Squarespace exec told staffer "you’re so black, you blend into the chair"


#1

[Read the post]


#2

Racial insensitivity at a tech startup? How can this be?


#3

I agree that particular statement is way over the line, but I tried to read that whole article when someone linked it earlier and it was so, so dramatic and overwrought. I could not make it through to even get to that section. So much drama.

Not knowing how to negotiate or ask for what I wanted, I asked for a meeting with the Director of Customer Service (let’s call her Kelly). I told Kelly I was “tired of doing chump change work,” which angered her. She didn’t talk to me for the rest of the day. In hindsight, my choice of words weren’t the best, but neither was her reaction. Prone to grudges, resentment, and fickleness, Kelly’s reaction to my words was par for the course.

Drama, miles of it.


#4

I don’t get what you’re saying. What do you mean in regards to this situation by “drama”?


#5

“you’re so black, you blend into the chair”

“Well, you’re so white you casually say racist stuff and think it’s funny.”


#6

It seems to me that statement made may have been a statement of fact from the perspective of the speaker. There’s not inherently a negative there, although the listener may have been primed to expect it by cultural factors.


#7

Sounds like “she’s not a very good victim.”


#8

If it was worded the way the author states, yeah i don’t think so. Were it actually a statement of truth there would likely be an apology in there for missing her. Maybe some flustered-ness because missing someone is indeed kinda rude even if unintended. I read that as a deadpan “Oh i didn’t see you there” and then an excuse for why. Kudos to this woman for standing up for herself I figure. It needs to happen more. It sounds like she was treated like trash for most of t he time she was there and that’s just sad :frowning:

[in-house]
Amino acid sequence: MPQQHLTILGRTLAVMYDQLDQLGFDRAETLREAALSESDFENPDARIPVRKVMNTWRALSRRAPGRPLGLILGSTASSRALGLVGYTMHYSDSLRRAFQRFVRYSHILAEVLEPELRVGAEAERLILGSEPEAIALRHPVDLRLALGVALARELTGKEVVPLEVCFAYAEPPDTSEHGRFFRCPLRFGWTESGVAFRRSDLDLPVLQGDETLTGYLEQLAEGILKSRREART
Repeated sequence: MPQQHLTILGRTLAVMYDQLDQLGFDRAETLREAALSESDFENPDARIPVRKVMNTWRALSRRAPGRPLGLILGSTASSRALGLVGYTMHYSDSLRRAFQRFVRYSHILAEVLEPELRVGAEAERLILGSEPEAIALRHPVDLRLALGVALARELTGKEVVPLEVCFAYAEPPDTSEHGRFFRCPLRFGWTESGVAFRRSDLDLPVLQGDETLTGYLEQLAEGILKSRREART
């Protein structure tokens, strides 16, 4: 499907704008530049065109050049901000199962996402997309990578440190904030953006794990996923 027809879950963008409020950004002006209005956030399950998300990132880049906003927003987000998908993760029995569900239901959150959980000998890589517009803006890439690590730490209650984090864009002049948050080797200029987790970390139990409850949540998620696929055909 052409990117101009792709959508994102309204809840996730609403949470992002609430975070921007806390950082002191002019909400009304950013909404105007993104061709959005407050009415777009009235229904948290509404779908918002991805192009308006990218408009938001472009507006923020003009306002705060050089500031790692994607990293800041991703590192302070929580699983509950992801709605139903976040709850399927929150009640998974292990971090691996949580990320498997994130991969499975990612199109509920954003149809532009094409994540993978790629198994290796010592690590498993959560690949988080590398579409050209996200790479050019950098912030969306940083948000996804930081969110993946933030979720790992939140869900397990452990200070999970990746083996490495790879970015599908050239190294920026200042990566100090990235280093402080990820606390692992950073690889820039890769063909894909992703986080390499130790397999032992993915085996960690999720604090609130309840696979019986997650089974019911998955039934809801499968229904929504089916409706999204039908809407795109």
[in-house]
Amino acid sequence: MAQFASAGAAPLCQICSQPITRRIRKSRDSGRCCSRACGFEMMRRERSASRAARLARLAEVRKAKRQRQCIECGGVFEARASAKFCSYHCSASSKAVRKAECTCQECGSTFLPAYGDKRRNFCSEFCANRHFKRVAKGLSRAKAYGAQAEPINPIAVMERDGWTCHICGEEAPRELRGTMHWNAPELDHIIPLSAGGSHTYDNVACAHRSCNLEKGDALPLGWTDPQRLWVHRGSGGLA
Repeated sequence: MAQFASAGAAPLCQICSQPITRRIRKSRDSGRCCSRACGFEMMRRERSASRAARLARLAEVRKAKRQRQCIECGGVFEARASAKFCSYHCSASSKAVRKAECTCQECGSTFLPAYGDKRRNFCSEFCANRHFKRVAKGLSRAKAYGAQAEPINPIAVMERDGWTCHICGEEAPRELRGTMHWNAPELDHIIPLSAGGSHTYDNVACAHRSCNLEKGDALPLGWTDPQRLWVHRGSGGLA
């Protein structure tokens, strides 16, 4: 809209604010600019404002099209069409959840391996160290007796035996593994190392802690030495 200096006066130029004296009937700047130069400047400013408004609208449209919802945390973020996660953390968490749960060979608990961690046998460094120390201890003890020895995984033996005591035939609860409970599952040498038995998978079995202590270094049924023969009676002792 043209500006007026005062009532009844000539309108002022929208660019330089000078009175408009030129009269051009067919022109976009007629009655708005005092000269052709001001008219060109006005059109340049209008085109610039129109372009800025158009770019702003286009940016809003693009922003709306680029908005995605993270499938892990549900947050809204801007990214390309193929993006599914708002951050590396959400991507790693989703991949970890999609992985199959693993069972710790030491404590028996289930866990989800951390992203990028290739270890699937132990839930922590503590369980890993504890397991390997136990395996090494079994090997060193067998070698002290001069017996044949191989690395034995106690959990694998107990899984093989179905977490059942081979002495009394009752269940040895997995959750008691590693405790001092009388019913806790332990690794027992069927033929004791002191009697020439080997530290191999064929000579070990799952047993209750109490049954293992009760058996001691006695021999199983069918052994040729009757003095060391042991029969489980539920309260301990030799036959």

#9

Right, a perspective that doesn’t “see” black women because they’re considered (perhaps unconsciously) less important.

Look, as Lamont herself pointed out, she’s brown, not black. And presumably she wasn’t wearing clothes that were all exactly the same color as her skin. You’re straining mighty hard to blame the victim here.

There’s not inherently a negative there, although the listener may have been primed to expect it by cultural factors.

Right, all her fault. SHE’S the one whose actions are too heavily influenced by “cultural factors.” Mm hmm.

so much of that thread applies to this one Lamont’s situation.

ETA: And if this profile pic on the linked site is actually her, she’s hardly even brown.


#10

Did you read the article, or are you prone to simply offering apologia for racists?

Because given the narrative, it’s looking more like the latter.


#11

More like, “it was a difficult article to understand”. Or, “buries the lede”. Take your pick!

Compare with this, which gets to the point quickly:
https://www.reddit.com/r/sysadmin/comments/474q2s/having_trouble_with_a_contract_and_i_dont_know/

One is quite clear, at least, about what the problem actually is… versus asking the reader to wade through a lot of petty day to day personal work grudges to get to whatever the point was.


#12

I didn’t find it a difficult article to read. I think a lot of what it effectively “dramatizes” is the gradual accretion and weight in the common black professional’s daily life of certain moments, those moments when you’re not sure if what’s happening is a racial matter or not – if the moment is being affected by a white person’s perception of you as “black,” and/or a “black woman.” One thing a lot of white people don’t realize is how, when a negative moment that clearly, definitely is about race finally does arrive, the weight of all those other moments comes with it, for the black professional. For how that professional feels in the moment.